A survey on habits and beliefs around food hygiene has found some people wash raw chicken before cooking and others check their phones while preparing food.

Ipsos interviewed 2,231 adults aged 16 to 75 in the United Kingdom online in March 2024.

Overall, 85 percent of adults said they cook or prepare food at home at least several times a week.

One potentially harmful habit was people using the same tea towel for multiple purposes, including drying hands and kitchen objects. The data suggest that almost four in 10 do this at least frequently. Even among those who say they cook and prepare food at home on a daily basis, the proportion of those sharing this habit is 36 percent.

More than a third always or frequently check their phone whilst preparing food. One in five store leftover food in open containers in the fridge.

Almost one in three respondents frequently or always wash raw chicken before cooking it. This practice can cause cross-contamination through splashing bacteria onto hands, clothes, worktops and utensils. Microscopic droplets can cause cross-contamination.

Myths and facts
Ipsos presented respondents with various food hygiene facts and myths. They were asked to state if they believed each was true or false.

Six in 10 think that it’s safer to eat food that has been gradually cooled down to room temperature before refrigerating, than it is to eat food placed straight in the refrigerator. However, FSA guidance states that harmful bacteria can grow in food that is left to chill slowly, and that it’s best to chill food not served immediately as quickly as possible and then put it in the fridge.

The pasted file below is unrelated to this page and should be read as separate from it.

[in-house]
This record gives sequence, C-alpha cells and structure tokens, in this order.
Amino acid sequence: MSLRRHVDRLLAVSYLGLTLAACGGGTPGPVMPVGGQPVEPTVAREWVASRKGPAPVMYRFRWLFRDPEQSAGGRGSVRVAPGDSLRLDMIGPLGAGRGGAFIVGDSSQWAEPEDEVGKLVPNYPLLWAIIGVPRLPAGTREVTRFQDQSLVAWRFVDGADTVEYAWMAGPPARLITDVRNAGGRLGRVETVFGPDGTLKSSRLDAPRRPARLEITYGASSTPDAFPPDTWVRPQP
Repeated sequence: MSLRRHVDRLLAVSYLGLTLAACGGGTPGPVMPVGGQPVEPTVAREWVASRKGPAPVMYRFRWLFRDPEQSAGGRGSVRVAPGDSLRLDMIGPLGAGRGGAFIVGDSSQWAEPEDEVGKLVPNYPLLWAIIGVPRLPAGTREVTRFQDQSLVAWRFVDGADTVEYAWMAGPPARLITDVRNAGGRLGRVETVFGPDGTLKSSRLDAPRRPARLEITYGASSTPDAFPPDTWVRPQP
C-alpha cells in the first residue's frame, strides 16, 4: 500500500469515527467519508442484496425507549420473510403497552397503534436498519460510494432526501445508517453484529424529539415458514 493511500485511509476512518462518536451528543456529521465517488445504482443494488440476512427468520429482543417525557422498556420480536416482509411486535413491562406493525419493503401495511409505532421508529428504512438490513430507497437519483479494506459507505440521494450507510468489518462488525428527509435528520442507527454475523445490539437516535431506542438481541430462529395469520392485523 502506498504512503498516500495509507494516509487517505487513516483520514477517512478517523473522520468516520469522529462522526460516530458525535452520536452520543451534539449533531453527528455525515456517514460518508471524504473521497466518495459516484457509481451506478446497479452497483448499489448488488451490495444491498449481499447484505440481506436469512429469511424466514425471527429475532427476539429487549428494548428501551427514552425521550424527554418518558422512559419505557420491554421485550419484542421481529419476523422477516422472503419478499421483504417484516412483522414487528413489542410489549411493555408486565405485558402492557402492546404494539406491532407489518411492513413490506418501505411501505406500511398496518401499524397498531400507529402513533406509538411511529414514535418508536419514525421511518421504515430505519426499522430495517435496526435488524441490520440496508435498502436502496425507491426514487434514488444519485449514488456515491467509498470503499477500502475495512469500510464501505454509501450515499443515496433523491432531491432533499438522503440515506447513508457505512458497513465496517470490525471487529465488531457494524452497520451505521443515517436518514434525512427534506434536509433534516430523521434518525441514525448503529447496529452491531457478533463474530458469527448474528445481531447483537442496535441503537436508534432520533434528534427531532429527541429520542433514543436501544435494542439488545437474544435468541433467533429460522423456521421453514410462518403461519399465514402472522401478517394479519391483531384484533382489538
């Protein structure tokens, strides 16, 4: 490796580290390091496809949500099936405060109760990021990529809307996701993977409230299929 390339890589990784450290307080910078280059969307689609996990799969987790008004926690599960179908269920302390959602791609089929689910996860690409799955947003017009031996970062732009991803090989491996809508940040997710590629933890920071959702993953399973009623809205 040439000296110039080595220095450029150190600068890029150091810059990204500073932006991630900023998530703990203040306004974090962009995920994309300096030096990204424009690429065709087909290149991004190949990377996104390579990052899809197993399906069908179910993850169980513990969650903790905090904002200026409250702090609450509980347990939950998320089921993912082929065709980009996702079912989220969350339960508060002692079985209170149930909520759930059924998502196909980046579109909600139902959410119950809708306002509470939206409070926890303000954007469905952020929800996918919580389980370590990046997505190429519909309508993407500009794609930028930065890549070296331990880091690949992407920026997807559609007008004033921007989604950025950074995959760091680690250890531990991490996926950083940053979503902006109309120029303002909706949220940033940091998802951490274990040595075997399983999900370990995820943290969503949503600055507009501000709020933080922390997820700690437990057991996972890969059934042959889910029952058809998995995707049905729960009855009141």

A quarter said that the statement “Freezing food kills all harmful bacteria” is true, and just under one in five appear to believe in the “5 second rule” about food that has been on the floor.

More than half agreed cheese is usually still safe to eat after cutting off any moldy areas.

Federica Curcurú, associate director at Ipsos, said: “The results show a mixed picture in terms of our habits and understanding around food hygiene and a possible gap between common knowledge and practises. For instance, nearly nine in 10 Brits know they should not use the same cutting board for raw meat and vegetables without washing it in between, yet only 18 percent always does that. The findings of our research serve as a salutary reminder of the importance to debunk common myths.”

FSA monthly survey
In another poll, the top three concerns for 2,066 consumers in February 2024 remained food prices, food poverty and inequality, and ultra-processed, or the over-processing of food.

The Consumer Insights Tracker is an online monthly survey commissioned by the Food Standards Agency (FSA). It monitors the behavior and attitudes of adults over the age of 16 in England, Wales, and Northern Ireland.

Ten percent ate food past the use-by date as they couldn’t afford to buy more and 9 percent cut the size of meals or skipped them because of money concerns.

The survey found 13 percent had reduced the time food was cooked for, 12 percent had lowered the cooking temperature and 5 percent had turned off a fridge or freezer containing food.

More than six in 10 were concerned about the safety and quality of imported food while more than four in 10 were concerned about the safety and quality of food produced in the UK.

Among those with at least some knowledge of the FSA, there has been an increase in the proportion that trust the agency to do its job to 63 percent. Almost 80 percent are confident the FSA protects the public from food-related risks and takes appropriate action when such risks are identified.

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